The shoulder: facts, confusions and myths

Research output: Contribution to journalArticlepeer-review

11 Scopus citations

Abstract

The purpose of this paper is to address some of the myths, facts and confusions about the shoulder. Myth: Recurrent subluxation or dislocation of the shoulder requires surgery. Fact: The most important shoulder muscle is the anterior deltoid. Myth: You can diagnose shoulder problems with two anterior/posterior x-rays. Fact: You must keep track of the pins you insert for shoulder problems. Confusion: The position of the shoulder for arthrodesis: which to choose? Confusion: What if the arthrodesis is painful? Myth: You don't need the clavicle and can resect it without any problems. Fact: All sternoclavicular dislocations are not dislocations. Fact: Do not repair or reconstruct spontaneous sternoclavicular dislocations in children and young adults. Confusion: What is the role of the arthroscope in the diagnosis and treatment of shoulder problems? Fact: There are more than just Type I, II and III injuries to the acromioclavicular joint. Fact: Total shoulder arthroplasty is not an experimental operation. Myth: All patients with a sore shoulder need an arthrogram. All patients with positive arthrograms need an operation. All rotator cuffs must be repaired.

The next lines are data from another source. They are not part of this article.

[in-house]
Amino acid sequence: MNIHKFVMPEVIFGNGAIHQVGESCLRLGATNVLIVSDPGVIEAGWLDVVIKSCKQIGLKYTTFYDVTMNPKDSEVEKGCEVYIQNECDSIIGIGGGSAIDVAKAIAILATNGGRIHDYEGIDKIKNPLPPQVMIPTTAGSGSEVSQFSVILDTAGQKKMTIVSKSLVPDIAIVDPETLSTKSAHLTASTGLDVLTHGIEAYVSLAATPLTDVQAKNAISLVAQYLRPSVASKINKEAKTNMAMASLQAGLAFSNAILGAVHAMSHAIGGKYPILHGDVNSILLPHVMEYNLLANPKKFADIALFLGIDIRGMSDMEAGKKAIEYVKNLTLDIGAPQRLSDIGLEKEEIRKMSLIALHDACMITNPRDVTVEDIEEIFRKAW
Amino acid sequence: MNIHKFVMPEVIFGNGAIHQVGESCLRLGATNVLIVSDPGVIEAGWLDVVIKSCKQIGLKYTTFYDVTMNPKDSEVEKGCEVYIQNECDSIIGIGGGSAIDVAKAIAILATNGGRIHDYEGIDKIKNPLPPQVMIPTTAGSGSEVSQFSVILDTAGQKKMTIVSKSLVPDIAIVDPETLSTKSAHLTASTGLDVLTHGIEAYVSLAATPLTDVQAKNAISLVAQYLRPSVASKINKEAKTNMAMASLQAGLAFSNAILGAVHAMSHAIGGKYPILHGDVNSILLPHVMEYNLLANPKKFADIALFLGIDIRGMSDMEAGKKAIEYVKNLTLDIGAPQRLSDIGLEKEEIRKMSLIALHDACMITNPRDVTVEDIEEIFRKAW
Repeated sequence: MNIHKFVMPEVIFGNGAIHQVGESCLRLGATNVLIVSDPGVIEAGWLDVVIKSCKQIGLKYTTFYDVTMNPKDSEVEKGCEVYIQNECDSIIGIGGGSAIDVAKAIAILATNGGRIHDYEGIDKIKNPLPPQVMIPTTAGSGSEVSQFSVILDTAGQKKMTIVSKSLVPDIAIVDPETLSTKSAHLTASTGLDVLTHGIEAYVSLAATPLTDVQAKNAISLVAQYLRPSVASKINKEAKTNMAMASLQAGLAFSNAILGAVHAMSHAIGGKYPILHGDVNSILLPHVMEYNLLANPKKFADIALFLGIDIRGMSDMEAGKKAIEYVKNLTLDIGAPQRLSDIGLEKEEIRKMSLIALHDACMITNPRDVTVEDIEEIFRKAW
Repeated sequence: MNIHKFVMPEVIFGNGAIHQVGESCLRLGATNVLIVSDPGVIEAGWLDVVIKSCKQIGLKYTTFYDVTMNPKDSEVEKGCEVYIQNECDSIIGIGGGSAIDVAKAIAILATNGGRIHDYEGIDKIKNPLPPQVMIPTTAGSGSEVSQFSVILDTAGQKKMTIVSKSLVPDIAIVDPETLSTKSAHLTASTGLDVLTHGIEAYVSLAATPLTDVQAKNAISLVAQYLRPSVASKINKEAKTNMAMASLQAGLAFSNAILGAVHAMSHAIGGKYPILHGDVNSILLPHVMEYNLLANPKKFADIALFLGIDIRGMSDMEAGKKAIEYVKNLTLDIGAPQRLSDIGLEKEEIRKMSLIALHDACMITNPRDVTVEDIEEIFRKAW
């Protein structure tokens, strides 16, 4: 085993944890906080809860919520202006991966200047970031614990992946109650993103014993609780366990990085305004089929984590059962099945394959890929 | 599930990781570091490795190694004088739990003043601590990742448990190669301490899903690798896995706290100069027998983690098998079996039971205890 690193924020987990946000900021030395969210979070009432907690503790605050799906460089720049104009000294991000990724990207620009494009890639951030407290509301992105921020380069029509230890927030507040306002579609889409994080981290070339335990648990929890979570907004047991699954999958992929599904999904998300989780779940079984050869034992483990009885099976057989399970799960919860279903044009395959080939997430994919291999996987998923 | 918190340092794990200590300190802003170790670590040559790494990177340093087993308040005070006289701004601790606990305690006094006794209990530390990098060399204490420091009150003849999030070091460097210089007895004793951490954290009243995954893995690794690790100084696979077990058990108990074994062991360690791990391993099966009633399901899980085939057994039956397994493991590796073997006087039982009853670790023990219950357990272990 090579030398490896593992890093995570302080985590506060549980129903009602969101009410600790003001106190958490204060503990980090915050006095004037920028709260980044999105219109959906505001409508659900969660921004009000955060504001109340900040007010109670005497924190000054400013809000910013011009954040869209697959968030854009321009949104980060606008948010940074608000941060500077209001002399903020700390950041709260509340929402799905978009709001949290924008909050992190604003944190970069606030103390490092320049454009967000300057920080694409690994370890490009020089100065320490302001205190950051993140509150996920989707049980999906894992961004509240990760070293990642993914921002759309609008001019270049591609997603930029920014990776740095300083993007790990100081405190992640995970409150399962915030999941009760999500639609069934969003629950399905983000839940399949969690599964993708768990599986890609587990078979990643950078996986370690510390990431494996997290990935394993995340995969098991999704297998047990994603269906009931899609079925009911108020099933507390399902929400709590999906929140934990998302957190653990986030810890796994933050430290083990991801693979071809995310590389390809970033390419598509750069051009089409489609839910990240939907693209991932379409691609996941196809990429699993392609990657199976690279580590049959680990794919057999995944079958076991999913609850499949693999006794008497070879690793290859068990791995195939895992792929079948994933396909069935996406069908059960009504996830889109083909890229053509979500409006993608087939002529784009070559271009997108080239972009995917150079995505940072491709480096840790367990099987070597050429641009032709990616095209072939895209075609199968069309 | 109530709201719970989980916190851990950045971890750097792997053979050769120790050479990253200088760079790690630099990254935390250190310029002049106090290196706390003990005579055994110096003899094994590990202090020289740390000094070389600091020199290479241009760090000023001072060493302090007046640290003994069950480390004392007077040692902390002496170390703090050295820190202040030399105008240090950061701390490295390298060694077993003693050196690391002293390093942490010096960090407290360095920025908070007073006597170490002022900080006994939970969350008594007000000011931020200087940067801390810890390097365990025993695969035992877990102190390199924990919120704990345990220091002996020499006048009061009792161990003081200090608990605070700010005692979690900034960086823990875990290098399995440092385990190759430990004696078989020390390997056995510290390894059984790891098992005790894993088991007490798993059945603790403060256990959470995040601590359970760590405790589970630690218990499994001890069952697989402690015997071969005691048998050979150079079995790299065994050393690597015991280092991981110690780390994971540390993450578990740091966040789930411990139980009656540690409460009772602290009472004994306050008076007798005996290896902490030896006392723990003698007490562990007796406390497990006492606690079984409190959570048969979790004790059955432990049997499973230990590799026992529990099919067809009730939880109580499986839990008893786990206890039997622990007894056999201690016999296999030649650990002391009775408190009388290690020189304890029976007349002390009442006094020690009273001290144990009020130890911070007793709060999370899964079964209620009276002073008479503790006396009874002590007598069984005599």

Original languageEnglish (US)
Pages (from-to)401-405
Number of pages5
JournalInternational Orthopaedics
Volume15
Issue number4
DOIs
StatePublished - Dec 1 1991

ASJC Scopus subject areas

  • Surgery
  • Orthopedics and Sports Medicine

Fingerprint Dive into the research topics of 'The shoulder: facts, confusions and myths'. Together they form a unique fingerprint.

Cite this